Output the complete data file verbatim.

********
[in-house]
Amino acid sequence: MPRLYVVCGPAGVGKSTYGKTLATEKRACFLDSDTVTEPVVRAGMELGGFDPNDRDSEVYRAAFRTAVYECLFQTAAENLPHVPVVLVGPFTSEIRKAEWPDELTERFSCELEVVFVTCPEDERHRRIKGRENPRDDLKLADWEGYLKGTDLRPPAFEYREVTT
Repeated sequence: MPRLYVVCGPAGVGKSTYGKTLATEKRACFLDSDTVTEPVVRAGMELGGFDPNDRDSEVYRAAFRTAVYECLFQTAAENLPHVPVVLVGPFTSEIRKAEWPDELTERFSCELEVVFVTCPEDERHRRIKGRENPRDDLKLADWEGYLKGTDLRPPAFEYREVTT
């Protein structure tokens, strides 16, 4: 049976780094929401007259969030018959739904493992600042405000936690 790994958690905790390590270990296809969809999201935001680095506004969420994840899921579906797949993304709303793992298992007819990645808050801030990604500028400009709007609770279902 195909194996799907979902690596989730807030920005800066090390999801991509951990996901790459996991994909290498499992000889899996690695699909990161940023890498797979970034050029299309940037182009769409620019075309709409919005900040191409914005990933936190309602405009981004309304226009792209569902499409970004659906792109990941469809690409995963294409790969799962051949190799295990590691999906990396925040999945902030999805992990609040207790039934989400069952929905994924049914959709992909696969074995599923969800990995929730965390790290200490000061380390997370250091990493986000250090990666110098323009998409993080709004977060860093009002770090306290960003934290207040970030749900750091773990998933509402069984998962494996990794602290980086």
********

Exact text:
[in-house]
Amino acid sequence: MPRLYVVCGPAGVGKSTYGKTLATEKRACFLDSDTVTEPVVRAGMELGGFDPNDRDSEVYRAAFRTAVYECLFQTAAENLPHVPVVLVGPFTSEIRKAEWPDELTERFSCELEVVFVTCPEDERHRRIKGRENPRDDLKLADWEGYLKGTDLRPPAFEYREVTT
Repeated sequence: MPRLYVVCGPAGVGKSTYGKTLATEKRACFLDSDTVTEPVVRAGMELGGFDPNDRDSEVYRAAFRTAVYECLFQTAAENLPHVPVVLVGPFTSEIRKAEWPDELTERFSCELEVVFVTCPEDERHRRIKGRENPRDDLKLADWEGYLKGTDLRPPAFEYREVTT
């Protein structure tokens, strides 16, 4: 049976780094929401007259969030018959739904493992600042405000936690 790994958690905790390590270990296809969809999201935001680095506004969420994840899921579906797949993304709303793992298992007819990645808050801030990604500028400009709007609770279902 195909194996799907979902690596989730807030920005800066090390999801991509951990996901790459996991994909290498499992000889899996690695699909990161940023890498797979970034050029299309940037182009769409620019075309709409919005900040191409914005990933936190309602405009981004309304226009792209569902499409970004659906792109990941469809690409995963294409790969799962051949190799295990590691999906990396925040999945902030999805992990609040207790039934989400069952929905994924049914959709992909696969074995599923969800990995929730965390790290200490000061380390997370250091990493986000250090990666110098323009998409993080709004977060860093009002770090306290960003934290207040970030749900750091773990998933509402069984998962494996990794602290980086």